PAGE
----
Javier Solana, the NATO secretary general between 1995 and 1999, must obtain his visa via the conventional route and undergo the full vetting process. According to the Washington Post, Solana told the press on Sunday that he had applied for an electronic visa waiver to travel to the United States and was denied. The reason that his application had been rejected was that he had traveled to Iran in 2013.
Solana has been at the forefront of international negotiations. After his time at the North Atlantic Treaty Organization, he served as the European Union’s high representative for common foreign and security policy. According to Eur-Lex, he was the first holder of the position from 1999-2009, and under the Amsterdam Treaty he was given the mandate to represent the EU on the world stage. It was during this period that he was able to provide his expertise in negotiations about Iran’s nuclear program.
The former secretary general ordinarily would not have been expected to apply for a visa since he hails from Spain. Spaniards are not required to apply for visas to the United States if their stay is less than 90 days. However, when Solana applied for his visa to be renewed, via the Electronic System for Travel Authorization, he was rejected. Solana now has to apply via the conventional, traditional route.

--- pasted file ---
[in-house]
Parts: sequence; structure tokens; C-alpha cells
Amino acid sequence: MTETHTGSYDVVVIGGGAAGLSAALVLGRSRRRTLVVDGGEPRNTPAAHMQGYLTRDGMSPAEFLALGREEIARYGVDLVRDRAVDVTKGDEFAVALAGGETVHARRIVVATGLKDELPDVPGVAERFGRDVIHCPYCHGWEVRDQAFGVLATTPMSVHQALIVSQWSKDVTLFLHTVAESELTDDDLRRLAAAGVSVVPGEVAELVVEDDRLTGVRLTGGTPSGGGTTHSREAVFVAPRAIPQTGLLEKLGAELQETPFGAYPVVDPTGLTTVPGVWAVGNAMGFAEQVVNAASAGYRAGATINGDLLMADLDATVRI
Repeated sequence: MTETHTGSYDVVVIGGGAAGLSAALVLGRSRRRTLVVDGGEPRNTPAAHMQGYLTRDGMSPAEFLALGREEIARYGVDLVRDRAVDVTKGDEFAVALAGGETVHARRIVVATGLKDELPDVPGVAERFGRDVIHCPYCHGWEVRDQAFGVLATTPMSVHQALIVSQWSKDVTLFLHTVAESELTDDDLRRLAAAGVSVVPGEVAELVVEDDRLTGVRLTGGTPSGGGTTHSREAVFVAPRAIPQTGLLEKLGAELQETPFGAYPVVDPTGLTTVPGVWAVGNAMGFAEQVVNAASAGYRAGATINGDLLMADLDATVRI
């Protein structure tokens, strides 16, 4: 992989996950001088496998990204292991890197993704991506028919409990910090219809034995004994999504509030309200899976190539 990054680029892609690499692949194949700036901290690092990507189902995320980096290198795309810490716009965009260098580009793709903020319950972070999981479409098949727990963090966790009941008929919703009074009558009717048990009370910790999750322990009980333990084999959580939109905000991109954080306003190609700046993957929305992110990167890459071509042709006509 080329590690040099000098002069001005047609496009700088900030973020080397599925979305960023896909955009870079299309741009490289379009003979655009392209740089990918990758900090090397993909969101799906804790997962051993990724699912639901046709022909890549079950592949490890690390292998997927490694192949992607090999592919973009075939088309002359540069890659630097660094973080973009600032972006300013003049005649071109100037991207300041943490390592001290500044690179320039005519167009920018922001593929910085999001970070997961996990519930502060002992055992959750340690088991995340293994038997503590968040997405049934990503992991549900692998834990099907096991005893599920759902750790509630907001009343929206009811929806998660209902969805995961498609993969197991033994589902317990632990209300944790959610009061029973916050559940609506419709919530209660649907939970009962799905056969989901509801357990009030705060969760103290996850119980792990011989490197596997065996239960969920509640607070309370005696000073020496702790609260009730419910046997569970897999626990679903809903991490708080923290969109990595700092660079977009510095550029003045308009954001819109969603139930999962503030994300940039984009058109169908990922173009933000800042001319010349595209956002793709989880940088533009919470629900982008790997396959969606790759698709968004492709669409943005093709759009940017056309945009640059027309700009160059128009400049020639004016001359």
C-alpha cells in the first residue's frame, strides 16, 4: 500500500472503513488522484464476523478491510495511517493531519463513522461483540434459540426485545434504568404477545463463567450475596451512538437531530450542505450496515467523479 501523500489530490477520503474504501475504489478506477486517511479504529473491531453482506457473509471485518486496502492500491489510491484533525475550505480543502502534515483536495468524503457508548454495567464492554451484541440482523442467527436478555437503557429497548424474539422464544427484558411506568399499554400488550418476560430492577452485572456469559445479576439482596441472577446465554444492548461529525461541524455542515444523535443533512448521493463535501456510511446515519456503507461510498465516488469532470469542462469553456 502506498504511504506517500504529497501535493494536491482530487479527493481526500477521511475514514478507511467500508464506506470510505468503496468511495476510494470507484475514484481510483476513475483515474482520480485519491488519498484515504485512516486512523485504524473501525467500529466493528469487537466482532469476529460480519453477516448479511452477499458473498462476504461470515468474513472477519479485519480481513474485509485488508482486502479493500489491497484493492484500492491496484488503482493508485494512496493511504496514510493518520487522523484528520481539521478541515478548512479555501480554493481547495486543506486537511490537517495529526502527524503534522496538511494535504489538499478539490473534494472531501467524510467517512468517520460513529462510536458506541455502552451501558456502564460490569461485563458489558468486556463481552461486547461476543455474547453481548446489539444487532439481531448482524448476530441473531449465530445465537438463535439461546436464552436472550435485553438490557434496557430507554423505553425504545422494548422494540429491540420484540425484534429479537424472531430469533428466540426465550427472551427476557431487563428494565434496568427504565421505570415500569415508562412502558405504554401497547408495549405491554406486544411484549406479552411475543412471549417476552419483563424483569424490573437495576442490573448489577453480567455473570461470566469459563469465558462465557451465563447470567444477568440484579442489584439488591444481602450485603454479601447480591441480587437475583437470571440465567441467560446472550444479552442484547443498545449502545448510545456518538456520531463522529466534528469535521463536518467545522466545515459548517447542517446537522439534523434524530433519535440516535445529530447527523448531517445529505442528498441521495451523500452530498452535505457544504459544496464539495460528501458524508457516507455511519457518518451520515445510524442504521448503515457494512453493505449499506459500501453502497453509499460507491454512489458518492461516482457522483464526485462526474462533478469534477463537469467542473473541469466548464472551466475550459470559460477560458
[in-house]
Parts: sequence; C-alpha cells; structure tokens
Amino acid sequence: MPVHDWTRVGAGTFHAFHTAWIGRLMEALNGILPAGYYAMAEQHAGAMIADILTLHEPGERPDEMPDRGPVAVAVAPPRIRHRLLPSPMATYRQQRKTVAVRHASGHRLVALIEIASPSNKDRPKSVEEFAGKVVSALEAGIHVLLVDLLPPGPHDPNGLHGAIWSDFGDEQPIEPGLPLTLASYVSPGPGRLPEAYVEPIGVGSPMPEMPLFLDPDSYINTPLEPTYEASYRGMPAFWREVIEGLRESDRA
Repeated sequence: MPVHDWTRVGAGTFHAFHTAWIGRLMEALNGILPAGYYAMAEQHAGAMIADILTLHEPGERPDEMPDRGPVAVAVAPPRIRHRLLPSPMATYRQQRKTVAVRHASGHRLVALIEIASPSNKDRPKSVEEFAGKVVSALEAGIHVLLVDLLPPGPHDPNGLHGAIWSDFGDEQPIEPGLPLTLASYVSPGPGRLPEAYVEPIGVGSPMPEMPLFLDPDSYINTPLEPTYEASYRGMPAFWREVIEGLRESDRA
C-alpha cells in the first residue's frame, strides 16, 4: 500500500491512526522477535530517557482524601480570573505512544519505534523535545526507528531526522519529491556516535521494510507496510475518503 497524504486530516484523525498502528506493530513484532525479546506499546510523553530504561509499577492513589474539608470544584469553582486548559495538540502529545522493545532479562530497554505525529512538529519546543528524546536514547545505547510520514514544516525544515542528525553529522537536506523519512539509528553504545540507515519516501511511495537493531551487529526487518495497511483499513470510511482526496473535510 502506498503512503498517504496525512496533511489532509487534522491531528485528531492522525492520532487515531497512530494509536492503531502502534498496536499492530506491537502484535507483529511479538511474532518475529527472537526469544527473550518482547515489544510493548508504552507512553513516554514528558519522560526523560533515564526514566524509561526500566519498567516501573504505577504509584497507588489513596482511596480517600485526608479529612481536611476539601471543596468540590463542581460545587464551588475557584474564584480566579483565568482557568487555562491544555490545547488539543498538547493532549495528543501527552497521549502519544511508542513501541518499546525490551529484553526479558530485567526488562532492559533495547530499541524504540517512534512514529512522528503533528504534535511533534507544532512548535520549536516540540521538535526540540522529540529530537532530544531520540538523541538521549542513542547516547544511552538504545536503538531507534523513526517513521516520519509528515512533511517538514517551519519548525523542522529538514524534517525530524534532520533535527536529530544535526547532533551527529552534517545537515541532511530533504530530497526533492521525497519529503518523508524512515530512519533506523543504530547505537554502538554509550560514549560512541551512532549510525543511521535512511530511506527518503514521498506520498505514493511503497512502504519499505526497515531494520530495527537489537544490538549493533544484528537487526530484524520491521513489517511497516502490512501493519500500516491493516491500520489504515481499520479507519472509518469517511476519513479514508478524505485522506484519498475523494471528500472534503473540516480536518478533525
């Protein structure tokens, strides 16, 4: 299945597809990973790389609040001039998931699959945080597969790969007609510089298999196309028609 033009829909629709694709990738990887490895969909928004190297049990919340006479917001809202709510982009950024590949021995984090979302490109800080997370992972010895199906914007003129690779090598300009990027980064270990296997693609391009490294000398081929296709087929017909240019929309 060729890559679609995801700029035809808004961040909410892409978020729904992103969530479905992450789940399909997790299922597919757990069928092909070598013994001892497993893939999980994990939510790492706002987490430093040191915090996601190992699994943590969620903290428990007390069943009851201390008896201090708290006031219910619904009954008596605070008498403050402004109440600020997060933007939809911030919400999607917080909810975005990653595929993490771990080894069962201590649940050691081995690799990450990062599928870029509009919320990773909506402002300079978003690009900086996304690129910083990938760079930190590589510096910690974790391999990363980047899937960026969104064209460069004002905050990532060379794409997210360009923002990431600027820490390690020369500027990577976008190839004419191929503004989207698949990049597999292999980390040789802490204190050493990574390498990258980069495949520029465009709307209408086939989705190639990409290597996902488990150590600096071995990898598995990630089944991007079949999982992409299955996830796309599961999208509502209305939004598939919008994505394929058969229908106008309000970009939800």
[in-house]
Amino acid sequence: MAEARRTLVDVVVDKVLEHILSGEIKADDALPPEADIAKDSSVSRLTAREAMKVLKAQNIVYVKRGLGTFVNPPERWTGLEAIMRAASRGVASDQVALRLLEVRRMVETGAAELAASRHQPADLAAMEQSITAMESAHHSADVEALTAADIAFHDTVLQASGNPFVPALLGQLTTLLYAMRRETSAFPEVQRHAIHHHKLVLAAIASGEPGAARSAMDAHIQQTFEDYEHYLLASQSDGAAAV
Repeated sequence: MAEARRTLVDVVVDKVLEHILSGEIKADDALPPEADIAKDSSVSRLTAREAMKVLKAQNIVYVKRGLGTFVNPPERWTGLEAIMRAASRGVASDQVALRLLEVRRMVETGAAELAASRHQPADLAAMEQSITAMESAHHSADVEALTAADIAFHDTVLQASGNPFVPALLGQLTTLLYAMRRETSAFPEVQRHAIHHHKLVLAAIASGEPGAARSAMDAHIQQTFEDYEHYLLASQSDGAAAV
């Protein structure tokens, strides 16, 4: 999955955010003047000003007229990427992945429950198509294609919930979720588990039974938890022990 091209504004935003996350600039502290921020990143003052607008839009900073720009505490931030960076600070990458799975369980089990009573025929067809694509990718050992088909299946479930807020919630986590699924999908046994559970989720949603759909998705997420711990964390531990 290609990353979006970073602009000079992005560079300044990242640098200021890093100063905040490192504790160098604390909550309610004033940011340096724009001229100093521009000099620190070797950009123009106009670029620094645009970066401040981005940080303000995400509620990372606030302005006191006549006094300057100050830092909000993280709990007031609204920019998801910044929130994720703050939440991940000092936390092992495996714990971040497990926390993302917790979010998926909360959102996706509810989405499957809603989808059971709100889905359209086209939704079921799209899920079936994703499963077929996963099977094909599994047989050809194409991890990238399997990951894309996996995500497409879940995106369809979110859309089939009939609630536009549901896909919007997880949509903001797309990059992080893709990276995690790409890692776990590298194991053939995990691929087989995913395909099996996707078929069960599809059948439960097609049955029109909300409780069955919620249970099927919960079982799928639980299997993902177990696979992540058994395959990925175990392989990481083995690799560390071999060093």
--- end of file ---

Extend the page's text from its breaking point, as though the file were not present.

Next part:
— Javier Solana (@javiersolana) June 20, 2018
While the news that his visa waiver was rejected has been widely criticized, it must be pointed out that the protocol for rejecting his ESTA waiver actually predates the Trump administration. According to the Department of Homeland Security legislation which was introduced in 2016, ESTA waivers are not issued to people who have visited one of the blacklisted countries after March 1, 2011. The seven blacklisted countries are Iran, Iraq, Libya, Somalia, Sudan, Syria, and Yemen.
A Department of Homeland Security official confirmed that Solana would have to apply for a visa. However, each visa interview is uniquely tailored to every individual.
“National security is our top priority when adjudicating visa applications, and every prospective traveler to the United States undergoes extensive security screening.”
Javier Solana was travelling to the United States to attend an event in Washington, which was organized by the Brookings Institute. He was asked to be a speaker at the function. In an interview with Spain’s Antena 3 TV channel, Solana spoke about the fact that his ESTA waiver was denied and remarked that he considered the U.S. decision to be “petty.”